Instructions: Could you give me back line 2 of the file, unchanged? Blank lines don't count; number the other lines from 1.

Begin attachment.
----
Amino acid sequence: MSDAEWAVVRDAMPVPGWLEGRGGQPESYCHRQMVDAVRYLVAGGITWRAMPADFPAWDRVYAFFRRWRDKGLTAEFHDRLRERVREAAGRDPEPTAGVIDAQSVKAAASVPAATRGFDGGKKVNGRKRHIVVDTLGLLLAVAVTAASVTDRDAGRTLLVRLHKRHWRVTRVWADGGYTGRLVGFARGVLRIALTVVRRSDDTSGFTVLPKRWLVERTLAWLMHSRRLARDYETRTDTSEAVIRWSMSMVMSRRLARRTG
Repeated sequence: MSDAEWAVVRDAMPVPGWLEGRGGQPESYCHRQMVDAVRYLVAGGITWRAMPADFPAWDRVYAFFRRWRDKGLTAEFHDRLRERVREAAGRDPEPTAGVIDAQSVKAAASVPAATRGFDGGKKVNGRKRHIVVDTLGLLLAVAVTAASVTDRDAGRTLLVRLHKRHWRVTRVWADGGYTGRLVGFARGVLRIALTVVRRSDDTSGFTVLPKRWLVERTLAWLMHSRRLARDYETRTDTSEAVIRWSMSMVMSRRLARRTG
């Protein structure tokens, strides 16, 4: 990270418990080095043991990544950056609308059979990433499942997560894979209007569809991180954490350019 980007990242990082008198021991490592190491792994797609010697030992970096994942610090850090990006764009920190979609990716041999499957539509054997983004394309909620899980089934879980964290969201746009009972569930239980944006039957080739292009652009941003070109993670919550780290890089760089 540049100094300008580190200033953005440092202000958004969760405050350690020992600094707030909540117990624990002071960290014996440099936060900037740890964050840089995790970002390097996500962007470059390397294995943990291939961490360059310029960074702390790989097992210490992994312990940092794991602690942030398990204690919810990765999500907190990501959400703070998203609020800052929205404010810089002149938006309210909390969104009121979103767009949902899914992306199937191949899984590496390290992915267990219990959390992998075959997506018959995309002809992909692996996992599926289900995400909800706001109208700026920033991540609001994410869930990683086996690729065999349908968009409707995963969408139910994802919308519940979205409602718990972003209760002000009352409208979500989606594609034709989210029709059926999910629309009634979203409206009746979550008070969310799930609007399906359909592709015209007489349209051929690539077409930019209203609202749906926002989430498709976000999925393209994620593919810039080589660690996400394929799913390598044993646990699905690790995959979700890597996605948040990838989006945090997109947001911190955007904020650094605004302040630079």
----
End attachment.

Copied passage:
Repeated sequence: MSDAEWAVVRDAMPVPGWLEGRGGQPESYCHRQMVDAVRYLVAGGITWRAMPADFPAWDRVYAFFRRWRDKGLTAEFHDRLRERVREAAGRDPEPTAGVIDAQSVKAAASVPAATRGFDGGKKVNGRKRHIVVDTLGLLLAVAVTAASVTDRDAGRTLLVRLHKRHWRVTRVWADGGYTGRLVGFARGVLRIALTVVRRSDDTSGFTVLPKRWLVERTLAWLMHSRRLARDYETRTDTSEAVIRWSMSMVMSRRLARRTG